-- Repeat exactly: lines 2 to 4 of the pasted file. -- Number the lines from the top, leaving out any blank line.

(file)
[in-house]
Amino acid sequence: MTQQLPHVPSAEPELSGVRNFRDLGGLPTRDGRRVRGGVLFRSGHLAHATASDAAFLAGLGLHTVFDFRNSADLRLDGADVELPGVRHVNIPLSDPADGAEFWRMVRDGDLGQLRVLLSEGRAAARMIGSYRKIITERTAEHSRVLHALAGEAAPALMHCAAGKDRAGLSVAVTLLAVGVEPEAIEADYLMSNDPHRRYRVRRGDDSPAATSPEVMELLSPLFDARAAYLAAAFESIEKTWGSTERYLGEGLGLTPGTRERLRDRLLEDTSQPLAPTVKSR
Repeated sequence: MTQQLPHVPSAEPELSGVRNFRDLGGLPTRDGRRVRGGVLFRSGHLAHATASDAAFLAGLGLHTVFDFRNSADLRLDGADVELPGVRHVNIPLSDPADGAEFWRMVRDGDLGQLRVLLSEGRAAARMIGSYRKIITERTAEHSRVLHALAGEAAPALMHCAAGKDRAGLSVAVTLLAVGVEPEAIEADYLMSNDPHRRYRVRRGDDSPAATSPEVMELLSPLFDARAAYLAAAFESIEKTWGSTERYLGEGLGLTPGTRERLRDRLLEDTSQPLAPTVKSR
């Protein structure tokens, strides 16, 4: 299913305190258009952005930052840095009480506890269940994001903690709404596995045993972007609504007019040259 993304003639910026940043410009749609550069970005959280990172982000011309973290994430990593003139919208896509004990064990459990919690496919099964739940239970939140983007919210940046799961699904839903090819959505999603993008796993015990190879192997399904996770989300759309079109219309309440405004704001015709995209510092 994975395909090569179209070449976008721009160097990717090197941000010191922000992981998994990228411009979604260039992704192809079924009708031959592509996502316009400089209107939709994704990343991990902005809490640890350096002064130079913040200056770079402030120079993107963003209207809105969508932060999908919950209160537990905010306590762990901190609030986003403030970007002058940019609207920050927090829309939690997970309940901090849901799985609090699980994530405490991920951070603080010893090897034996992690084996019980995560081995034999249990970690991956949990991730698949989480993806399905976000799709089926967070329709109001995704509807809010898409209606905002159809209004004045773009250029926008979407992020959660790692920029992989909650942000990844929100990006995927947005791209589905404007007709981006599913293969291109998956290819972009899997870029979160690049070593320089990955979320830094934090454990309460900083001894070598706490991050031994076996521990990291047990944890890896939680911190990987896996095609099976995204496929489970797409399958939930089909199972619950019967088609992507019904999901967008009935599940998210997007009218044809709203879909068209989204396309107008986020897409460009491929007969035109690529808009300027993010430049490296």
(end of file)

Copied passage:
Amino acid sequence: MTQQLPHVPSAEPELSGVRNFRDLGGLPTRDGRRVRGGVLFRSGHLAHATASDAAFLAGLGLHTVFDFRNSADLRLDGADVELPGVRHVNIPLSDPADGAEFWRMVRDGDLGQLRVLLSEGRAAARMIGSYRKIITERTAEHSRVLHALAGEAAPALMHCAAGKDRAGLSVAVTLLAVGVEPEAIEADYLMSNDPHRRYRVRRGDDSPAATSPEVMELLSPLFDARAAYLAAAFESIEKTWGSTERYLGEGLGLTPGTRERLRDRLLEDTSQPLAPTVKSR
Repeated sequence: MTQQLPHVPSAEPELSGVRNFRDLGGLPTRDGRRVRGGVLFRSGHLAHATASDAAFLAGLGLHTVFDFRNSADLRLDGADVELPGVRHVNIPLSDPADGAEFWRMVRDGDLGQLRVLLSEGRAAARMIGSYRKIITERTAEHSRVLHALAGEAAPALMHCAAGKDRAGLSVAVTLLAVGVEPEAIEADYLMSNDPHRRYRVRRGDDSPAATSPEVMELLSPLFDARAAYLAAAFESIEKTWGSTERYLGEGLGLTPGTRERLRDRLLEDTSQPLAPTVKSR
């Protein structure tokens, strides 16, 4: 299913305190258009952005930052840095009480506890269940994001903690709404596995045993972007609504007019040259 993304003639910026940043410009749609550069970005959280990172982000011309973290994430990593003139919208896509004990064990459990919690496919099964739940239970939140983007919210940046799961699904839903090819959505999603993008796993015990190879192997399904996770989300759309079109219309309440405004704001015709995209510092 994975395909090569179209070449976008721009160097990717090197941000010191922000992981998994990228411009979604260039992704192809079924009708031959592509996502316009400089209107939709994704990343991990902005809490640890350096002064130079913040200056770079402030120079993107963003209207809105969508932060999908919950209160537990905010306590762990901190609030986003403030970007002058940019609207920050927090829309939690997970309940901090849901799985609090699980994530405490991920951070603080010893090897034996992690084996019980995560081995034999249990970690991956949990991730698949989480993806399905976000799709089926967070329709109001995704509807809010898409209606905002159809209004004045773009250029926008979407992020959660790692920029992989909650942000990844929100990006995927947005791209589905404007007709981006599913293969291109998956290819972009899997870029979160690049070593320089990955979320830094934090454990309460900083001894070598706490991050031994076996521990990291047990944890890896939680911190990987896996095609099976995204496929489970797409399958939930089909199972619950019967088609992507019904999901967008009935599940998210997007009218044809709203879909068209989204396309107008986020897409460009491929007969035109690529808009300027993010430049490296």